Loftiest of the High Rollers
Author: Matt Boyd
1:18 | $279
Last year I reviewed Kyosho’s Rolls-Royce Phantom Coupé, and just last issue I examined their Bentley Mulsanne Speed—exquisite 1:18 models of two of the most extravagant, exclusive conveyances known to man (or at least a very few, very rich men—and women—for whom these scions of British luxury are within economic reach.) If one were to mix the genes of the two, then add another couple links in the DNA chain, you’d end up with something like the Phantom Extended Wheelbase (EWB) Sedan. Kyosho has just released it in 1:18, and if anything it is even more impressive—and just more period—than its siblings. This is one immense model. No, really. It is more than 13.3 inches long (within an inch of the length of a 1:12 Mercedes 300 SL I have sitting on my desk!) Translated to full scale, that puts the Phantom within a whisker of 20 feet long! (Lucky then most Phantom owners have large garages.) The additional length—about 10 inches of it—is inserted predictably in the rear seat area, which also extends the rear ‘coach doors’ (we daren’t call them ‘suicide doors’—life is good when you’re in a Rolls!). The midriff area is certainly long, but given the huge proportions of the rest of the car it doesn’t have that full stretch limo look, despite its 150+inch wheelbase. The towering roofline helps in this regard—this sedan comfortably overlooks some crossover SUVs. At better than 6000 pounds it handily outweighs them as well. It outmuscles most of them with its 453hp 6.75L V12 (the BMW-built mill that has powered all Phantom models since its 2003 introduction.)
Like the previous Coupé, this EWB Sedan represents a later Series I Phantom—after the 2009 facelift, but before the 2013 model year Series II introduction. You can tell that by the front fascia; for 2009 the front bumper was smoothed into the body and the grille made shallower to bring the sedan into line stylistically with the Coupé models. But this car still has the round driving lamps on the lower front fascia, which were phased out with the Series II. Kyosho captures all of this beautifully. Kyosho offers the model in just a few of the estimated 44,000 colors real Phantoms are offered in. (Hey, when your car costs north of $480,000 on average, they’ll paint it pretty much any color you want…or invent you a new one!) This one is Diamond Black—a properly limo-ish hue for a long-wheelbase Roller. The tiny grains of metalflake only really shine under direct light, which is true of the real car as well. It is formal, and classy and expertly applied, and contrasts nicely with the individually cast and polished chrome trim at the window surrounds, door handles, and of course the signature RR upright grille.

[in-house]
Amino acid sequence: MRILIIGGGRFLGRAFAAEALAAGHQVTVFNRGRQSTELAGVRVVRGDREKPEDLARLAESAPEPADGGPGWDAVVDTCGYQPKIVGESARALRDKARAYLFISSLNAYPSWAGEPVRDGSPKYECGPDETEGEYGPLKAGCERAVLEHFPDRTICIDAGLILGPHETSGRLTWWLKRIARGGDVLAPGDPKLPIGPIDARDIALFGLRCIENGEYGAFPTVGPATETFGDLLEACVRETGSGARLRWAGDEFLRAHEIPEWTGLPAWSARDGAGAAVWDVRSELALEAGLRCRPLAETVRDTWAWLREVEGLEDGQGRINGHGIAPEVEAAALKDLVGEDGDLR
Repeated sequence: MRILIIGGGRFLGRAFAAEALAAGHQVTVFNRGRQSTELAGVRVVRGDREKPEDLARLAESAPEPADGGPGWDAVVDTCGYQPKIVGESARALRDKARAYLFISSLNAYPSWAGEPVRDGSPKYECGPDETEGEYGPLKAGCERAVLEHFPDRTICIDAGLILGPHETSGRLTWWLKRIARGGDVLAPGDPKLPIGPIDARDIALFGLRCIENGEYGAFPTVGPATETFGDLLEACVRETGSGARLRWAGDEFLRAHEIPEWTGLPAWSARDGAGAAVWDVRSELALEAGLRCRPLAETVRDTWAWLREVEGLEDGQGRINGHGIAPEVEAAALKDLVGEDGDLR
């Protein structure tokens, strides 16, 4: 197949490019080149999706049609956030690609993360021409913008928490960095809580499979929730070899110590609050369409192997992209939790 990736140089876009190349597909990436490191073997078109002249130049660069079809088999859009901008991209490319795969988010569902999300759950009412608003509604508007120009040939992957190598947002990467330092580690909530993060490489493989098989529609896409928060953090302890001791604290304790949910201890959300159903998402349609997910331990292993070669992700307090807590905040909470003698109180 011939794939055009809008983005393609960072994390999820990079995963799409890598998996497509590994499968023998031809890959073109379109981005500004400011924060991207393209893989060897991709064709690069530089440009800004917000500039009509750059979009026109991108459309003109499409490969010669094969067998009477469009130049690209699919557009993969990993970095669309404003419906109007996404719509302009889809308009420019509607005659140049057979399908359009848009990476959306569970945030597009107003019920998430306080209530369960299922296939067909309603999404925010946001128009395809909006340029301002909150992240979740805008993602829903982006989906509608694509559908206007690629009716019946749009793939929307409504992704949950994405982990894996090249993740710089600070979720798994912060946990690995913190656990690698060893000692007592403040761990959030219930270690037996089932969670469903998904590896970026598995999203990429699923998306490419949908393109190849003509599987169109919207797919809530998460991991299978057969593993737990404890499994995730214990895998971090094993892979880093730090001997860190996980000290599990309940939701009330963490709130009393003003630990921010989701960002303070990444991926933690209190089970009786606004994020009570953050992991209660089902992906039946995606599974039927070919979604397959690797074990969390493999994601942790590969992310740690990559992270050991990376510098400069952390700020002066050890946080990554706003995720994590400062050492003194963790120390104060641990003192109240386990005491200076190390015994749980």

To ensure the Spirit of Ecstasy hood ornament is both accurate and durable, it is molded individually as well, and stashed (with a spare) in the ample, nicely flocked trunk. The side mirrors even fold in.